We've all heard of the phenomenon, road rage. More than likely, we've all experienced it in one form or another. That idiot driver, who zips in and out of traffic, or that fool, who can't wait for you to pass by, so he cuts you off. Everybody seems to have needed to be some place, yesterday. Hurry, hurry, hurry, and damn the consequences! 

Just the other day, some damn fool cut in front of the car I was riding in, nearly causing a collision. Do you know what was the ultimate result of that incident? The damn fool ended up, sitting at the next traffic light, directly in front of us. His frantic driving got him no further than our careful navigation through the congestion of the day. All he did was, hurry up and wait! 

They say, "Rubbing's racing." I don't think Nascar drivers meant for that phrase of theirs to apply to our roadways. Zoom, zoom. Idle, idle. Zoom, zoom. A never ending cycle, produced from the frustration of needing to be somewhere at a particular time and not having enough hours in a day to get there in a timely manner. 

The more advanced our society gets, the less time we seem to have to get all of the necessary tasks accomplished. Each new gadget, created to make our lives easier, take a little more of our precious time away from those things we used to get done. How many hours do we expend every day, minding all of the applications on our cell phones? How many minutes do we waste, every time we reboot the computer in every device we own, and how many times a day, do we have to perform that function?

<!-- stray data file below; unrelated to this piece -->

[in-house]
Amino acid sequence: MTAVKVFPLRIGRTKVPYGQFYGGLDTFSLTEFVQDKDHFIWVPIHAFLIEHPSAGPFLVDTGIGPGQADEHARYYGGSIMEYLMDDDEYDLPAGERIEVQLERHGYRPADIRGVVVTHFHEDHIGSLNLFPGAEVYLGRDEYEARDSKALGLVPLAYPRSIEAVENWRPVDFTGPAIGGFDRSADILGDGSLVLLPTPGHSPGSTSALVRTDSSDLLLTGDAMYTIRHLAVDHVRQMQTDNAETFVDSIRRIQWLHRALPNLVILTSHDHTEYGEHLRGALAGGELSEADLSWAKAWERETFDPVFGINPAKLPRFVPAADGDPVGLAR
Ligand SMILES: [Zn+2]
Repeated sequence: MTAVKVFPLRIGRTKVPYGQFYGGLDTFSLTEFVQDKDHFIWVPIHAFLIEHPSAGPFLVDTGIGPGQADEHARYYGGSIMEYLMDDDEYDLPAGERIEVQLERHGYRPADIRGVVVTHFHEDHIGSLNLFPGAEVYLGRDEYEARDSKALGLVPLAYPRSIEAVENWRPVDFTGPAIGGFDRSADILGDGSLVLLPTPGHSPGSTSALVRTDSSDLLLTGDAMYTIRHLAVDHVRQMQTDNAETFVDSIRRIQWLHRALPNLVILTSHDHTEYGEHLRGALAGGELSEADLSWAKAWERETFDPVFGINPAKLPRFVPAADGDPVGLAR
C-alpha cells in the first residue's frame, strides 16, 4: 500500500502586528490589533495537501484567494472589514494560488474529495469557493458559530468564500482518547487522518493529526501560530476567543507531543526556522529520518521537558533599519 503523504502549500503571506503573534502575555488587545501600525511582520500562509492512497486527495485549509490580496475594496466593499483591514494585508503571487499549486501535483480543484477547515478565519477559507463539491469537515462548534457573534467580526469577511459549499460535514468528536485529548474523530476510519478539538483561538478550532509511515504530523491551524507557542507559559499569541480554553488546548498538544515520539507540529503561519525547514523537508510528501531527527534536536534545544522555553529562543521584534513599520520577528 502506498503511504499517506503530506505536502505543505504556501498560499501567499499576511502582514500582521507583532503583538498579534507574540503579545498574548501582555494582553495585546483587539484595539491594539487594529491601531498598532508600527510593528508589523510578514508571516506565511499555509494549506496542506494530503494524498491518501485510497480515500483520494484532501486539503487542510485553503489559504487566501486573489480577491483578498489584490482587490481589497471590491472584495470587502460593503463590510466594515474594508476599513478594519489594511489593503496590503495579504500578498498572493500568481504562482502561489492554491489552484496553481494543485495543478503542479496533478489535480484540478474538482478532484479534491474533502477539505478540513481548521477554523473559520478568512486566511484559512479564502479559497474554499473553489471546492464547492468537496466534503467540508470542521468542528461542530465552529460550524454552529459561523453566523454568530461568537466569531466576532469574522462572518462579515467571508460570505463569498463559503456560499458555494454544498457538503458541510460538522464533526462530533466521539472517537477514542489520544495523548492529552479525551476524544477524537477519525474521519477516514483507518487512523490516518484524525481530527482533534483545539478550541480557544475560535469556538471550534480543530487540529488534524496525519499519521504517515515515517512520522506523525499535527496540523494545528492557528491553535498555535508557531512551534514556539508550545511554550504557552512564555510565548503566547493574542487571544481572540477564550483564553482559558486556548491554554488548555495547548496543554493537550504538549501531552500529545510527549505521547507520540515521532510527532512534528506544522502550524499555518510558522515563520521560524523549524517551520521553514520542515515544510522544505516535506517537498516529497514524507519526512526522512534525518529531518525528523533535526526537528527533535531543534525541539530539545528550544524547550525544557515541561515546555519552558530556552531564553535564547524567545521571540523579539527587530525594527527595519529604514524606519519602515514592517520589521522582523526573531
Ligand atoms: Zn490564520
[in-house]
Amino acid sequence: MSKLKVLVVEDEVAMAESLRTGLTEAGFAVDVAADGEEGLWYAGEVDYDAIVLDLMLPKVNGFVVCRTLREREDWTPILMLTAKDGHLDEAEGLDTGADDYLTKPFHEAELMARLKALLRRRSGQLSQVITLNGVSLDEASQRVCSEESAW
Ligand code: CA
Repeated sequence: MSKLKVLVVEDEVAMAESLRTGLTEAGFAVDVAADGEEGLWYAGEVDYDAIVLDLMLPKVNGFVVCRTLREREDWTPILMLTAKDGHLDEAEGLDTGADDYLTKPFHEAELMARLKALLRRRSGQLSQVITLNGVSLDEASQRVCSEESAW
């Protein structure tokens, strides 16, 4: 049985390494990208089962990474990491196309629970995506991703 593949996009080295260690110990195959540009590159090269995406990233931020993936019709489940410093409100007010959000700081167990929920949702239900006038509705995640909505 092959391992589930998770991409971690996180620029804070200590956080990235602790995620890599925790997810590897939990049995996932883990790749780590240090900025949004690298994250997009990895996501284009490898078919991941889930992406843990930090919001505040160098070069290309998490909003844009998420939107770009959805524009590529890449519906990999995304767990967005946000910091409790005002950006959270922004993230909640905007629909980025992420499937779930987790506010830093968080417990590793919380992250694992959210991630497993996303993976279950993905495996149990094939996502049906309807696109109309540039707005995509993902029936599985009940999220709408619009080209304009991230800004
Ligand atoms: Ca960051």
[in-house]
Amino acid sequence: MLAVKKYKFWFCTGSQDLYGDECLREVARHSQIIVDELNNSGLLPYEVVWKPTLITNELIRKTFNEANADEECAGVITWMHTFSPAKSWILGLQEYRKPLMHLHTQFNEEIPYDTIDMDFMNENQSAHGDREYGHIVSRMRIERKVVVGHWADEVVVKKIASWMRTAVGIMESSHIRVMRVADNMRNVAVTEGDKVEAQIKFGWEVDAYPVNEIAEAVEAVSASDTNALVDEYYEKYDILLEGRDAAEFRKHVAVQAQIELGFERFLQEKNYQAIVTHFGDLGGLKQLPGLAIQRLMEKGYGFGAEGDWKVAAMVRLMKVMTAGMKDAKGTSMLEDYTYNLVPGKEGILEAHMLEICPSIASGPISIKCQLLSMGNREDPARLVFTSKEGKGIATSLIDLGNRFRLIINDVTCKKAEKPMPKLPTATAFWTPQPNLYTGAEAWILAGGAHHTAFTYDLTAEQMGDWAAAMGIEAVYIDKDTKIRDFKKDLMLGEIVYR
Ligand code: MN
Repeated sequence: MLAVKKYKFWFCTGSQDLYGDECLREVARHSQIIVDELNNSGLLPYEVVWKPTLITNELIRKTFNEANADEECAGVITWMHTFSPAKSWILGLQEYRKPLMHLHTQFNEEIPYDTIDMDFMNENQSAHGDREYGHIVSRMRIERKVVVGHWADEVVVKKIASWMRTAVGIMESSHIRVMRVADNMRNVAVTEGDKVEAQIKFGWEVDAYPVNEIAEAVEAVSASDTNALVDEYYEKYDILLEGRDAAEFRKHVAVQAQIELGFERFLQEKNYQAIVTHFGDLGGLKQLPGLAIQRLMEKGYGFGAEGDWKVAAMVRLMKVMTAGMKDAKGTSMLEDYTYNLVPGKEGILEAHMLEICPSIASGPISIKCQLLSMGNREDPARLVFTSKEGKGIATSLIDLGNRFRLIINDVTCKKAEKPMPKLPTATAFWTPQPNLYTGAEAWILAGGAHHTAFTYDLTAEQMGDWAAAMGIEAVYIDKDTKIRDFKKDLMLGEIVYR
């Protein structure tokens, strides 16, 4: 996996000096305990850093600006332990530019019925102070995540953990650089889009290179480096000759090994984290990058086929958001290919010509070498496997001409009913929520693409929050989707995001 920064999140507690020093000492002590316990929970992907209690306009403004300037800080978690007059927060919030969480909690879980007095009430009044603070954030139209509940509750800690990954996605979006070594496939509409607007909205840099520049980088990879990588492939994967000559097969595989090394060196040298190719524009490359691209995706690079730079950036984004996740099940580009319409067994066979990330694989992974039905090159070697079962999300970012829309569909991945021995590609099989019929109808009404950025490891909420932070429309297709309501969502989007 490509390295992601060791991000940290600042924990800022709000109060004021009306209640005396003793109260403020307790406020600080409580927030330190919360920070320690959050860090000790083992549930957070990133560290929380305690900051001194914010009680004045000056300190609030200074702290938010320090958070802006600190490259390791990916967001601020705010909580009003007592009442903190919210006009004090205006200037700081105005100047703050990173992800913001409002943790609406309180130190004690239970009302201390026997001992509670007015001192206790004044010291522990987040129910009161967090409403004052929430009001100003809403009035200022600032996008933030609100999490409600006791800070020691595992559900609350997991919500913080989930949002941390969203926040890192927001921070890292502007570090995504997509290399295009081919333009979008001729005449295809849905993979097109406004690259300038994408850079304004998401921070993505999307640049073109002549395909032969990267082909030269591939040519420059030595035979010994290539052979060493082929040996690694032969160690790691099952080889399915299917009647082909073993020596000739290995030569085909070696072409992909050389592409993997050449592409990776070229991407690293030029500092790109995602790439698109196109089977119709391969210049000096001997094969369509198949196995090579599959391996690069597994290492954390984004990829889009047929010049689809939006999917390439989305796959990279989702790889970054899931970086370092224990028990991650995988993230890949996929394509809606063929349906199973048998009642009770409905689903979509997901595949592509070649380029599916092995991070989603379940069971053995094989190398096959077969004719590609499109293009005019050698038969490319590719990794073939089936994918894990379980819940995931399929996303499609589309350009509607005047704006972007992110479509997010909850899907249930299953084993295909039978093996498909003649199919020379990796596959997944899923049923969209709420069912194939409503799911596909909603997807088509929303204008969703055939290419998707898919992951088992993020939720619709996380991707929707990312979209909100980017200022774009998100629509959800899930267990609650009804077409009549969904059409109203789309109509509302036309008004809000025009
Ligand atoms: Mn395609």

Historians have a theory, regarding the nexus between civilization and culture. They theorize, culture, as we have come to know it, developed when surplus became a fact of life. Civilizations, living at the subsistence level, had no time or use for art of any kind. Once a civilization developed a surplus of food, then there was a surplus of time. This is the point, in which free time came into play, and art became a way to use this free time in a positive way. 

In many ways, it appears our civilization is going backwards, rather than progressing forward. Our free time is getting used up by the things that are supposed to create more free time. I don't have an answer for what to do about this modern conundrum. It is something we all need to think about and find some semblance of a balance, especially for us artists.

Art is a labor of love, created from the surplus of time. It can't be hurried. It can't be forced. It comes together as it should on its own terms. The artist is merely the medium for artistic expression. The artist is the first person to greet the new work of art, as it enters our reality. As ambassadors of creativity, artists need to use their time wisely and be gratuitous with their greetings and smiles. Karma can be a bitch, and she is always waiting for an excuse to punish. Don't let a frown and a missed, hello, be that excuse.   

Now, you know the rest of the story about time, surplus, and the gratuitous hello. Until next time, say hello to my little friend and laugh at the night, as it dances around you, taunting you to heights, unknown only yesterday!